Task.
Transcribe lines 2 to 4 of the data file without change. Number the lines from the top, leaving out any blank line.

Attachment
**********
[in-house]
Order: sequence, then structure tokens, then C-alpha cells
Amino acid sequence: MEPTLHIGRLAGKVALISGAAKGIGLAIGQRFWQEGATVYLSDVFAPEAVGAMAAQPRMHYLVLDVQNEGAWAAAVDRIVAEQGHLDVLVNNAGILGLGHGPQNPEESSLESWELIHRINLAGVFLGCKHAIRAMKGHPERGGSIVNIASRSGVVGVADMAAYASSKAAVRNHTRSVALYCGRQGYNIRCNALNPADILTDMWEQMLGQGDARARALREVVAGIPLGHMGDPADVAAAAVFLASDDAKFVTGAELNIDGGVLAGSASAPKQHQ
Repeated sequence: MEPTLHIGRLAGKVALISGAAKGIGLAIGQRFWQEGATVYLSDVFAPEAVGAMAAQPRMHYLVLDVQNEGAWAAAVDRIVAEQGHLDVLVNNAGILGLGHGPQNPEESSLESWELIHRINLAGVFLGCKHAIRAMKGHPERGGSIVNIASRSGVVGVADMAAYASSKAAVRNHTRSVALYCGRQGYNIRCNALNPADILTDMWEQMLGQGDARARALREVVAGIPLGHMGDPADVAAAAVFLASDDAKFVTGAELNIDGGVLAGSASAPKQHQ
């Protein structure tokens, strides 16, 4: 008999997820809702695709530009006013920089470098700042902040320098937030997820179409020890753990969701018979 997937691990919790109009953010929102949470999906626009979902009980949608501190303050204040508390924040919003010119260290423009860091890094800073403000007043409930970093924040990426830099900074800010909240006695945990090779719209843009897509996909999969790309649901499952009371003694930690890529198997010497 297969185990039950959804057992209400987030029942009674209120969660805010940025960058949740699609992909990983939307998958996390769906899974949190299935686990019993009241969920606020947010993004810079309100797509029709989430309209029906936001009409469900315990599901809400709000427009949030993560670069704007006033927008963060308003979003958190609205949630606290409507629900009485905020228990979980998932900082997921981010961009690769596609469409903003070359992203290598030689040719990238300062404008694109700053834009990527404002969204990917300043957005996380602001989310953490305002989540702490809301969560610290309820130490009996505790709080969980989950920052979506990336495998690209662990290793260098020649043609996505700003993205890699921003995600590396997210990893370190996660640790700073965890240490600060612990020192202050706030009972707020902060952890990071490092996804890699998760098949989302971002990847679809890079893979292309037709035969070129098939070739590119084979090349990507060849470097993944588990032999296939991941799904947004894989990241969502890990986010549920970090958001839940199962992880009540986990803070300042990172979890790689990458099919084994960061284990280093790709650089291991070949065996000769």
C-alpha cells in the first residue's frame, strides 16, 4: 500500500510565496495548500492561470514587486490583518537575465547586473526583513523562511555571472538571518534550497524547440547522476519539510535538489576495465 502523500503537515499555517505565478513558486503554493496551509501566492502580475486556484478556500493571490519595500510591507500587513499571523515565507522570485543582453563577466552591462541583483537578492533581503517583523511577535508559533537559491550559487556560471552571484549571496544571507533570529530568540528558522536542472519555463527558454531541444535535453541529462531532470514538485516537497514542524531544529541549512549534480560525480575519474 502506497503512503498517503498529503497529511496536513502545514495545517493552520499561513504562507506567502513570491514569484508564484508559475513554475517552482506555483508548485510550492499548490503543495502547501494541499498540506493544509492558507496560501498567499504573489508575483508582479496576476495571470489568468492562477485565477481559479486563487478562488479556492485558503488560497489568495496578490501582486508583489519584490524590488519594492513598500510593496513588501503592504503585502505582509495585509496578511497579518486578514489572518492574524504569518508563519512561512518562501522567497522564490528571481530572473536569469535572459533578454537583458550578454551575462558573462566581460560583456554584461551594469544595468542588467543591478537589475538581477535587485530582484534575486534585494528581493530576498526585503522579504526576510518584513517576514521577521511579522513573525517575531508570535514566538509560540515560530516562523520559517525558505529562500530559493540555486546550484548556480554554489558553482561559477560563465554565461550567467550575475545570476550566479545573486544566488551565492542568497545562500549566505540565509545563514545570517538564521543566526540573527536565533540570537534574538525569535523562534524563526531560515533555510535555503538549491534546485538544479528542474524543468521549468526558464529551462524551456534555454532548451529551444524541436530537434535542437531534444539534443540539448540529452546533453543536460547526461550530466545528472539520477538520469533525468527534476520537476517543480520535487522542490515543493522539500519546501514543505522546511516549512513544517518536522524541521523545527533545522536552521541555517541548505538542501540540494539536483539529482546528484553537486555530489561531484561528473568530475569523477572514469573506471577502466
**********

Order: sequence, then structure tokens, then C-alpha cells
Amino acid sequence: MEPTLHIGRLAGKVALISGAAKGIGLAIGQRFWQEGATVYLSDVFAPEAVGAMAAQPRMHYLVLDVQNEGAWAAAVDRIVAEQGHLDVLVNNAGILGLGHGPQNPEESSLESWELIHRINLAGVFLGCKHAIRAMKGHPERGGSIVNIASRSGVVGVADMAAYASSKAAVRNHTRSVALYCGRQGYNIRCNALNPADILTDMWEQMLGQGDARARALREVVAGIPLGHMGDPADVAAAAVFLASDDAKFVTGAELNIDGGVLAGSASAPKQHQ
Repeated sequence: MEPTLHIGRLAGKVALISGAAKGIGLAIGQRFWQEGATVYLSDVFAPEAVGAMAAQPRMHYLVLDVQNEGAWAAAVDRIVAEQGHLDVLVNNAGILGLGHGPQNPEESSLESWELIHRINLAGVFLGCKHAIRAMKGHPERGGSIVNIASRSGVVGVADMAAYASSKAAVRNHTRSVALYCGRQGYNIRCNALNPADILTDMWEQMLGQGDARARALREVVAGIPLGHMGDPADVAAAAVFLASDDAKFVTGAELNIDGGVLAGSASAPKQHQ